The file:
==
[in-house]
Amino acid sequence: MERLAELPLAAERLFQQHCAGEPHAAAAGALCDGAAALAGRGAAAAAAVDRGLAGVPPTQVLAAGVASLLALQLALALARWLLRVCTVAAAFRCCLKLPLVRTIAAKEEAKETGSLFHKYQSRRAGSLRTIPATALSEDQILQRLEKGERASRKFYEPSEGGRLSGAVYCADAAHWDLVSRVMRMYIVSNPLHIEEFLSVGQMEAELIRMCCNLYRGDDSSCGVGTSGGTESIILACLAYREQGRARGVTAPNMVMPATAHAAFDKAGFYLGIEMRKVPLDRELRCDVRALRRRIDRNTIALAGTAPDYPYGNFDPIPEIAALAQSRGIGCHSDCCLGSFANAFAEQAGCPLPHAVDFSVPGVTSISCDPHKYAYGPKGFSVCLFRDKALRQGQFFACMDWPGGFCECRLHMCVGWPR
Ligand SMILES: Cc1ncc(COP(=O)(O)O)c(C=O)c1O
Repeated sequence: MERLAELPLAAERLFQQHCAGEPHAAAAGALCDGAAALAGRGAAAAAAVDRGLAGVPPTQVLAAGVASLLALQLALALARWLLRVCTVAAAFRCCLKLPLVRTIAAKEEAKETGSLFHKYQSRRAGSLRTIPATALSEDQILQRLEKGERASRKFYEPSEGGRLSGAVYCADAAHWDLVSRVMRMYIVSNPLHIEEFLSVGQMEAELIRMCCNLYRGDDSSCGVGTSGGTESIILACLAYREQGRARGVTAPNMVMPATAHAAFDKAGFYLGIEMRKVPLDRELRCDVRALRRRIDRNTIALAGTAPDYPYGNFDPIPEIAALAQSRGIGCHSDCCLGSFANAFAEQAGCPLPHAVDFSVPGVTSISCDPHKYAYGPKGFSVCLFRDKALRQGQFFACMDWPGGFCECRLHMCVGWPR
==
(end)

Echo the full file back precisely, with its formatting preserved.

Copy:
[in-house]
Amino acid sequence: MERLAELPLAAERLFQQHCAGEPHAAAAGALCDGAAALAGRGAAAAAAVDRGLAGVPPTQVLAAGVASLLALQLALALARWLLRVCTVAAAFRCCLKLPLVRTIAAKEEAKETGSLFHKYQSRRAGSLRTIPATALSEDQILQRLEKGERASRKFYEPSEGGRLSGAVYCADAAHWDLVSRVMRMYIVSNPLHIEEFLSVGQMEAELIRMCCNLYRGDDSSCGVGTSGGTESIILACLAYREQGRARGVTAPNMVMPATAHAAFDKAGFYLGIEMRKVPLDRELRCDVRALRRRIDRNTIALAGTAPDYPYGNFDPIPEIAALAQSRGIGCHSDCCLGSFANAFAEQAGCPLPHAVDFSVPGVTSISCDPHKYAYGPKGFSVCLFRDKALRQGQFFACMDWPGGFCECRLHMCVGWPR
Ligand SMILES: Cc1ncc(COP(=O)(O)O)c(C=O)c1O
Repeated sequence: MERLAELPLAAERLFQQHCAGEPHAAAAGALCDGAAALAGRGAAAAAAVDRGLAGVPPTQVLAAGVASLLALQLALALARWLLRVCTVAAAFRCCLKLPLVRTIAAKEEAKETGSLFHKYQSRRAGSLRTIPATALSEDQILQRLEKGERASRKFYEPSEGGRLSGAVYCADAAHWDLVSRVMRMYIVSNPLHIEEFLSVGQMEAELIRMCCNLYRGDDSSCGVGTSGGTESIILACLAYREQGRARGVTAPNMVMPATAHAAFDKAGFYLGIEMRKVPLDRELRCDVRALRRRIDRNTIALAGTAPDYPYGNFDPIPEIAALAQSRGIGCHSDCCLGSFANAFAEQAGCPLPHAVDFSVPGVTSISCDPHKYAYGPKGFSVCLFRDKALRQGQFFACMDWPGGFCECRLHMCVGWPR